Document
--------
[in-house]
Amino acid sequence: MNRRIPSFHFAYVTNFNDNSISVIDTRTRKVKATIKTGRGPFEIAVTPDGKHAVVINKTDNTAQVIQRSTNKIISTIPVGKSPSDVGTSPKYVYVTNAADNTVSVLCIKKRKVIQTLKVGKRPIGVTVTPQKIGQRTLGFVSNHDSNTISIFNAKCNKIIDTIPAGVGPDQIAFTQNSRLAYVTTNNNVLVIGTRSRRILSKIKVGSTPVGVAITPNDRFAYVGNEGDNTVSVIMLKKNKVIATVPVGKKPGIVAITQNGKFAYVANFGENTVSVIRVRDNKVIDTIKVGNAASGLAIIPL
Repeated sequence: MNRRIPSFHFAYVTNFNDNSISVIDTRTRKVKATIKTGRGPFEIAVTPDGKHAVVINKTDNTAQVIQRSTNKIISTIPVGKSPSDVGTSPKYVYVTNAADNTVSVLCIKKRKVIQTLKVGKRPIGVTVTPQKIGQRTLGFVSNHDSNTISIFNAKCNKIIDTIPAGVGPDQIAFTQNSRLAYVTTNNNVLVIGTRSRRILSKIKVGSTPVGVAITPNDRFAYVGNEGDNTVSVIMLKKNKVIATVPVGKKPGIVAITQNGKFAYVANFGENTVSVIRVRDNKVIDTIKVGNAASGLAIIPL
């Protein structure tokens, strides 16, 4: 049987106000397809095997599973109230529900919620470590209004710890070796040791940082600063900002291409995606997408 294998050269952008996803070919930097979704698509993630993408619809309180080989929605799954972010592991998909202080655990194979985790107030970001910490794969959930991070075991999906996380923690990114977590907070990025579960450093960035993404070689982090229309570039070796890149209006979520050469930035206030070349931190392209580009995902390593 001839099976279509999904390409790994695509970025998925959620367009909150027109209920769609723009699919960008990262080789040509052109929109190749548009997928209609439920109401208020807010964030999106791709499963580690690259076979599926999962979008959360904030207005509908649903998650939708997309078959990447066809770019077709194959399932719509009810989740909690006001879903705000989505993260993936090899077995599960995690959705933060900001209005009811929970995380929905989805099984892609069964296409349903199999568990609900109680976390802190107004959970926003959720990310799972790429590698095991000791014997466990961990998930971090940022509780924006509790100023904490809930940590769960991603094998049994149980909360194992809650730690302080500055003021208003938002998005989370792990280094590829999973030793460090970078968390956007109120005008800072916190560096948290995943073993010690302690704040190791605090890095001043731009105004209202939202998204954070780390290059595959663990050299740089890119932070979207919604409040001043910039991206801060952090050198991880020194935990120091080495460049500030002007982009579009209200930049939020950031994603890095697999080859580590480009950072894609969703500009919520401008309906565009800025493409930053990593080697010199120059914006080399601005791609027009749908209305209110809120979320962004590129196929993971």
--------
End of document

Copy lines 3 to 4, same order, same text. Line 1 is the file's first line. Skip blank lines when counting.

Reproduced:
Repeated sequence: MNRRIPSFHFAYVTNFNDNSISVIDTRTRKVKATIKTGRGPFEIAVTPDGKHAVVINKTDNTAQVIQRSTNKIISTIPVGKSPSDVGTSPKYVYVTNAADNTVSVLCIKKRKVIQTLKVGKRPIGVTVTPQKIGQRTLGFVSNHDSNTISIFNAKCNKIIDTIPAGVGPDQIAFTQNSRLAYVTTNNNVLVIGTRSRRILSKIKVGSTPVGVAITPNDRFAYVGNEGDNTVSVIMLKKNKVIATVPVGKKPGIVAITQNGKFAYVANFGENTVSVIRVRDNKVIDTIKVGNAASGLAIIPL
């Protein structure tokens, strides 16, 4: 049987106000397809095997599973109230529900919620470590209004710890070796040791940082600063900002291409995606997408 294998050269952008996803070919930097979704698509993630993408619809309180080989929605799954972010592991998909202080655990194979985790107030970001910490794969959930991070075991999906996380923690990114977590907070990025579960450093960035993404070689982090229309570039070796890149209006979520050469930035206030070349931190392209580009995902390593 001839099976279509999904390409790994695509970025998925959620367009909150027109209920769609723009699919960008990262080789040509052109929109190749548009997928209609439920109401208020807010964030999106791709499963580690690259076979599926999962979008959360904030207005509908649903998650939708997309078959990447066809770019077709194959399932719509009810989740909690006001879903705000989505993260993936090899077995599960995690959705933060900001209005009811929970995380929905989805099984892609069964296409349903199999568990609900109680976390802190107004959970926003959720990310799972790429590698095991000791014997466990961990998930971090940022509780924006509790100023904490809930940590769960991603094998049994149980909360194992809650730690302080500055003021208003938002998005989370792990280094590829999973030793460090970078968390956007109120005008800072916190560096948290995943073993010690302690704040190791605090890095001043731009105004209202939202998204954070780390290059595959663990050299740089890119932070979207919604409040001043910039991206801060952090050198991880020194935990120091080495460049500030002007982009579009209200930049939020950031994603890095697999080859580590480009950072894609969703500009919520401008309906565009800025493409930053990593080697010199120059914006080399601005791609027009749908209305209110809120979320962004590129196929993971």